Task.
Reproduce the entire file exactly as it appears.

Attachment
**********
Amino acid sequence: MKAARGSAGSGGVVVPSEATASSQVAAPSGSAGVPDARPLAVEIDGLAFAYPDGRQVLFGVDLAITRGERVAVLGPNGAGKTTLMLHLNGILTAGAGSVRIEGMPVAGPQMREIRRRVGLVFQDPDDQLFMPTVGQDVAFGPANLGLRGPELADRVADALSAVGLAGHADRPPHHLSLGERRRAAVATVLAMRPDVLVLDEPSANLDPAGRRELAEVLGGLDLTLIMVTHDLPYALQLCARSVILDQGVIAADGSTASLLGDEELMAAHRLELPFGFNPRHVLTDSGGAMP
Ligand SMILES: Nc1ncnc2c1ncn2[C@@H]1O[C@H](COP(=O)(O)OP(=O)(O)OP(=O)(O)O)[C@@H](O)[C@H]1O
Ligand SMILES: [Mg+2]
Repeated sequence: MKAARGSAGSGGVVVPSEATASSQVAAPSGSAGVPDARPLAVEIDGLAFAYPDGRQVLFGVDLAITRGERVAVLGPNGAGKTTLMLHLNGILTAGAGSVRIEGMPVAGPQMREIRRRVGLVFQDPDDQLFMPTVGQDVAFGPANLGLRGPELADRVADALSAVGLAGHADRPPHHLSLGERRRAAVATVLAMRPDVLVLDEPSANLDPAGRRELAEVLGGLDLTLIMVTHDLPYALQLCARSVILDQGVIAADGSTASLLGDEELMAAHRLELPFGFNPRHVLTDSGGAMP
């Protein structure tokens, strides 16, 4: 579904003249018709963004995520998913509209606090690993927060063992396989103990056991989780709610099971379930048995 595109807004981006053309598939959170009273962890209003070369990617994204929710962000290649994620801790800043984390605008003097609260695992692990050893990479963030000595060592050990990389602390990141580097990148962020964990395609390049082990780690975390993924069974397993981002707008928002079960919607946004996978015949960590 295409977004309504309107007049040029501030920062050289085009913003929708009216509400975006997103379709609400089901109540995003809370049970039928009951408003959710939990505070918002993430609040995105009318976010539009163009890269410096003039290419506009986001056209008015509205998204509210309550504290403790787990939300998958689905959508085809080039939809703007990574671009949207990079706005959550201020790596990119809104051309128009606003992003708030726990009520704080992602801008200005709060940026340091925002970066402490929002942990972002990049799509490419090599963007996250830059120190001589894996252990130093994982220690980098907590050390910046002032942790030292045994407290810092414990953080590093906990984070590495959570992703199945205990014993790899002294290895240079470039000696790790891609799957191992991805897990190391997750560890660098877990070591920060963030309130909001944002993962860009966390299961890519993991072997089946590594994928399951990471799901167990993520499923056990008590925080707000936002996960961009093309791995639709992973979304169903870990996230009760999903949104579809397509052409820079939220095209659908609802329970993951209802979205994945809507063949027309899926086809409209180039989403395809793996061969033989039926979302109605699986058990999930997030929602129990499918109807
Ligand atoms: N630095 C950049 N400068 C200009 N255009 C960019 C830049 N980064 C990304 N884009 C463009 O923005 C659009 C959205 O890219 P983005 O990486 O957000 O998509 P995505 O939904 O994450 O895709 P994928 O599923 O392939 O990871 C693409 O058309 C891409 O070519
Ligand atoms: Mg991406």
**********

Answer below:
Amino acid sequence: MKAARGSAGSGGVVVPSEATASSQVAAPSGSAGVPDARPLAVEIDGLAFAYPDGRQVLFGVDLAITRGERVAVLGPNGAGKTTLMLHLNGILTAGAGSVRIEGMPVAGPQMREIRRRVGLVFQDPDDQLFMPTVGQDVAFGPANLGLRGPELADRVADALSAVGLAGHADRPPHHLSLGERRRAAVATVLAMRPDVLVLDEPSANLDPAGRRELAEVLGGLDLTLIMVTHDLPYALQLCARSVILDQGVIAADGSTASLLGDEELMAAHRLELPFGFNPRHVLTDSGGAMP
Ligand SMILES: Nc1ncnc2c1ncn2[C@@H]1O[C@H](COP(=O)(O)OP(=O)(O)OP(=O)(O)O)[C@@H](O)[C@H]1O
Ligand SMILES: [Mg+2]
Repeated sequence: MKAARGSAGSGGVVVPSEATASSQVAAPSGSAGVPDARPLAVEIDGLAFAYPDGRQVLFGVDLAITRGERVAVLGPNGAGKTTLMLHLNGILTAGAGSVRIEGMPVAGPQMREIRRRVGLVFQDPDDQLFMPTVGQDVAFGPANLGLRGPELADRVADALSAVGLAGHADRPPHHLSLGERRRAAVATVLAMRPDVLVLDEPSANLDPAGRRELAEVLGGLDLTLIMVTHDLPYALQLCARSVILDQGVIAADGSTASLLGDEELMAAHRLELPFGFNPRHVLTDSGGAMP
């Protein structure tokens, strides 16, 4: 579904003249018709963004995520998913509209606090690993927060063992396989103990056991989780709610099971379930048995 595109807004981006053309598939959170009273962890209003070369990617994204929710962000290649994620801790800043984390605008003097609260695992692990050893990479963030000595060592050990990389602390990141580097990148962020964990395609390049082990780690975390993924069974397993981002707008928002079960919607946004996978015949960590 295409977004309504309107007049040029501030920062050289085009913003929708009216509400975006997103379709609400089901109540995003809370049970039928009951408003959710939990505070918002993430609040995105009318976010539009163009890269410096003039290419506009986001056209008015509205998204509210309550504290403790787990939300998958689905959508085809080039939809703007990574671009949207990079706005959550201020790596990119809104051309128009606003992003708030726990009520704080992602801008200005709060940026340091925002970066402490929002942990972002990049799509490419090599963007996250830059120190001589894996252990130093994982220690980098907590050390910046002032942790030292045994407290810092414990953080590093906990984070590495959570992703199945205990014993790899002294290895240079470039000696790790891609799957191992991805897990190391997750560890660098877990070591920060963030309130909001944002993962860009966390299961890519993991072997089946590594994928399951990471799901167990993520499923056990008590925080707000936002996960961009093309791995639709992973979304169903870990996230009760999903949104579809397509052409820079939220095209659908609802329970993951209802979205994945809507063949027309899926086809409209180039989403395809793996061969033989039926979302109605699986058990999930997030929602129990499918109807
Ligand atoms: N630095 C950049 N400068 C200009 N255009 C960019 C830049 N980064 C990304 N884009 C463009 O923005 C659009 C959205 O890219 P983005 O990486 O957000 O998509 P995505 O939904 O994450 O895709 P994928 O599923 O392939 O990871 C693409 O058309 C891409 O070519
Ligand atoms: Mg991406």